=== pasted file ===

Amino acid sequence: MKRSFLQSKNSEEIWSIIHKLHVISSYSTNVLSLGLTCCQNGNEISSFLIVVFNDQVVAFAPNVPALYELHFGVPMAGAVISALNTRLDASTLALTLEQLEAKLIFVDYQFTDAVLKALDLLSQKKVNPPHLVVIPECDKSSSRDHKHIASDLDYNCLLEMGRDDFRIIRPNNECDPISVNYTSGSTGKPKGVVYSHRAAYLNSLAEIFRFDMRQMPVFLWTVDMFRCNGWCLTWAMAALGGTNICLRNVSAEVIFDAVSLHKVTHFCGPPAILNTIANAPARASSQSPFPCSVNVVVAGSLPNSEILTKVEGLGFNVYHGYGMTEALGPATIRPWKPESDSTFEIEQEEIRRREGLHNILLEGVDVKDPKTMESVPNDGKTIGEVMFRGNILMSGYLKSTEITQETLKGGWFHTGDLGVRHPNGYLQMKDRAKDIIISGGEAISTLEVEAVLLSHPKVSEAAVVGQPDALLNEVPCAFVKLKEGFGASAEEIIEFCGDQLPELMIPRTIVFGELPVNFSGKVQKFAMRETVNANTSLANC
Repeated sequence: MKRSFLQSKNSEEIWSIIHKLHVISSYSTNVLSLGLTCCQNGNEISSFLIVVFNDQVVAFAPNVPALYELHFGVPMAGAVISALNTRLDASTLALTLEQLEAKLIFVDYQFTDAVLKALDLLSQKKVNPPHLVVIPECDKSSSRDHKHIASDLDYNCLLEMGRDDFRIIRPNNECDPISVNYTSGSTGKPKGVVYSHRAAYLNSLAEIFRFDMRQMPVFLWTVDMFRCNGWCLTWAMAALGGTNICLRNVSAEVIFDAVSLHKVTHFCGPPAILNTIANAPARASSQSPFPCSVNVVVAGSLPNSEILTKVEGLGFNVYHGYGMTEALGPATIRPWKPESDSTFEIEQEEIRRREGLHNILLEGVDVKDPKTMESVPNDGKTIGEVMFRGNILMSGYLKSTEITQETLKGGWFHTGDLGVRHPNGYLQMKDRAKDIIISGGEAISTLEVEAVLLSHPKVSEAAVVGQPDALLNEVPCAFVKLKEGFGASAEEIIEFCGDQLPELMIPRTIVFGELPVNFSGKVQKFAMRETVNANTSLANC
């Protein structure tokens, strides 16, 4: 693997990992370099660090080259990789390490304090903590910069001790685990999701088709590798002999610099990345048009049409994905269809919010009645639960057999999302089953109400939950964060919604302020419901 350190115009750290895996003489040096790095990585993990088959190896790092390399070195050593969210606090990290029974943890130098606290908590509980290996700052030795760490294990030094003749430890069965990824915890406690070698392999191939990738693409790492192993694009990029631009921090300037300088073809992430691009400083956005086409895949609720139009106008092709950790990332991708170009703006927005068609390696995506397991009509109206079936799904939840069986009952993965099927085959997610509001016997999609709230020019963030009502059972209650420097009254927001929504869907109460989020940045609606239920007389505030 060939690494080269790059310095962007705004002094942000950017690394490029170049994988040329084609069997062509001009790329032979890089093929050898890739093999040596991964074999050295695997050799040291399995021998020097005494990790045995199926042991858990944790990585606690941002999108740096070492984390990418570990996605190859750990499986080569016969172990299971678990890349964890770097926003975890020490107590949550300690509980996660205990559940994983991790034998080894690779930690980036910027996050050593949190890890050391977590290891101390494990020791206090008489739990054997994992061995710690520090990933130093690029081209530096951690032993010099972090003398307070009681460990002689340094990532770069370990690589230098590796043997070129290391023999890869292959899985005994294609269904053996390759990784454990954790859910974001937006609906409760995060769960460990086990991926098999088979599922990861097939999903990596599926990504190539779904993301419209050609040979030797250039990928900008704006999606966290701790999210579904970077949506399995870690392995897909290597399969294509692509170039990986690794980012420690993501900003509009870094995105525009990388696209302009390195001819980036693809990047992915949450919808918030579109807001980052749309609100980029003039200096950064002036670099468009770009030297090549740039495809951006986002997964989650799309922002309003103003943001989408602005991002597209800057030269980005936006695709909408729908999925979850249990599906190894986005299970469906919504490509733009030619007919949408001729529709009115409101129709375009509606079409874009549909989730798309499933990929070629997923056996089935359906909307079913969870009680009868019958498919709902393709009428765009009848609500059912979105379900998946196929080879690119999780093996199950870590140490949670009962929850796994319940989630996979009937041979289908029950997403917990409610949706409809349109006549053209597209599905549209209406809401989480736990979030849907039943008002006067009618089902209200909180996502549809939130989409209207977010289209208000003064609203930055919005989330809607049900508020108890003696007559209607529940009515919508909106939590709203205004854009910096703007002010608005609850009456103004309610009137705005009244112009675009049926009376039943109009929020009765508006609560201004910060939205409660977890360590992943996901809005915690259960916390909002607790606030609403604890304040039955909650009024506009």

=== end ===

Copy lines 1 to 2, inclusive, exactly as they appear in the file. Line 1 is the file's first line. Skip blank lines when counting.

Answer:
Amino acid sequence: MKRSFLQSKNSEEIWSIIHKLHVISSYSTNVLSLGLTCCQNGNEISSFLIVVFNDQVVAFAPNVPALYELHFGVPMAGAVISALNTRLDASTLALTLEQLEAKLIFVDYQFTDAVLKALDLLSQKKVNPPHLVVIPECDKSSSRDHKHIASDLDYNCLLEMGRDDFRIIRPNNECDPISVNYTSGSTGKPKGVVYSHRAAYLNSLAEIFRFDMRQMPVFLWTVDMFRCNGWCLTWAMAALGGTNICLRNVSAEVIFDAVSLHKVTHFCGPPAILNTIANAPARASSQSPFPCSVNVVVAGSLPNSEILTKVEGLGFNVYHGYGMTEALGPATIRPWKPESDSTFEIEQEEIRRREGLHNILLEGVDVKDPKTMESVPNDGKTIGEVMFRGNILMSGYLKSTEITQETLKGGWFHTGDLGVRHPNGYLQMKDRAKDIIISGGEAISTLEVEAVLLSHPKVSEAAVVGQPDALLNEVPCAFVKLKEGFGASAEEIIEFCGDQLPELMIPRTIVFGELPVNFSGKVQKFAMRETVNANTSLANC
Repeated sequence: MKRSFLQSKNSEEIWSIIHKLHVISSYSTNVLSLGLTCCQNGNEISSFLIVVFNDQVVAFAPNVPALYELHFGVPMAGAVISALNTRLDASTLALTLEQLEAKLIFVDYQFTDAVLKALDLLSQKKVNPPHLVVIPECDKSSSRDHKHIASDLDYNCLLEMGRDDFRIIRPNNECDPISVNYTSGSTGKPKGVVYSHRAAYLNSLAEIFRFDMRQMPVFLWTVDMFRCNGWCLTWAMAALGGTNICLRNVSAEVIFDAVSLHKVTHFCGPPAILNTIANAPARASSQSPFPCSVNVVVAGSLPNSEILTKVEGLGFNVYHGYGMTEALGPATIRPWKPESDSTFEIEQEEIRRREGLHNILLEGVDVKDPKTMESVPNDGKTIGEVMFRGNILMSGYLKSTEITQETLKGGWFHTGDLGVRHPNGYLQMKDRAKDIIISGGEAISTLEVEAVLLSHPKVSEAAVVGQPDALLNEVPCAFVKLKEGFGASAEEIIEFCGDQLPELMIPRTIVFGELPVNFSGKVQKFAMRETVNANTSLANC